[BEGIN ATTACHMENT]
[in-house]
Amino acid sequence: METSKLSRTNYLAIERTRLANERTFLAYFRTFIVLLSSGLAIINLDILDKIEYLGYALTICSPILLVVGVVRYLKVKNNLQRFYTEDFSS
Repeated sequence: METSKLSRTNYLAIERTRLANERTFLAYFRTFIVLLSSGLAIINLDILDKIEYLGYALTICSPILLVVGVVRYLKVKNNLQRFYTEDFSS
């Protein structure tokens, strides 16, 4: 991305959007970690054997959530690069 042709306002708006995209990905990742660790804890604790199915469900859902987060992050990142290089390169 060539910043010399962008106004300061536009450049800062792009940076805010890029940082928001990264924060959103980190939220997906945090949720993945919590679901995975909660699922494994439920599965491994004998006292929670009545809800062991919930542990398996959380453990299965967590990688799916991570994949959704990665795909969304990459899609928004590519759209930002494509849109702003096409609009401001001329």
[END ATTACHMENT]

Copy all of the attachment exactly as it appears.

[in-house]
Amino acid sequence: METSKLSRTNYLAIERTRLANERTFLAYFRTFIVLLSSGLAIINLDILDKIEYLGYALTICSPILLVVGVVRYLKVKNNLQRFYTEDFSS
Repeated sequence: METSKLSRTNYLAIERTRLANERTFLAYFRTFIVLLSSGLAIINLDILDKIEYLGYALTICSPILLVVGVVRYLKVKNNLQRFYTEDFSS
């Protein structure tokens, strides 16, 4: 991305959007970690054997959530690069 042709306002708006995209990905990742660790804890604790199915469900859902987060992050990142290089390169 060539910043010399962008106004300061536009450049800062792009940076805010890029940082928001990264924060959103980190939220997906945090949720993945919590679901995975909660699922494994439920599965491994004998006292929670009545809800062991919930542990398996959380453990299965967590990688799916991570994949959704990665795909969304990459899609928004590519759209930002494509849109702003096409609009401001001329």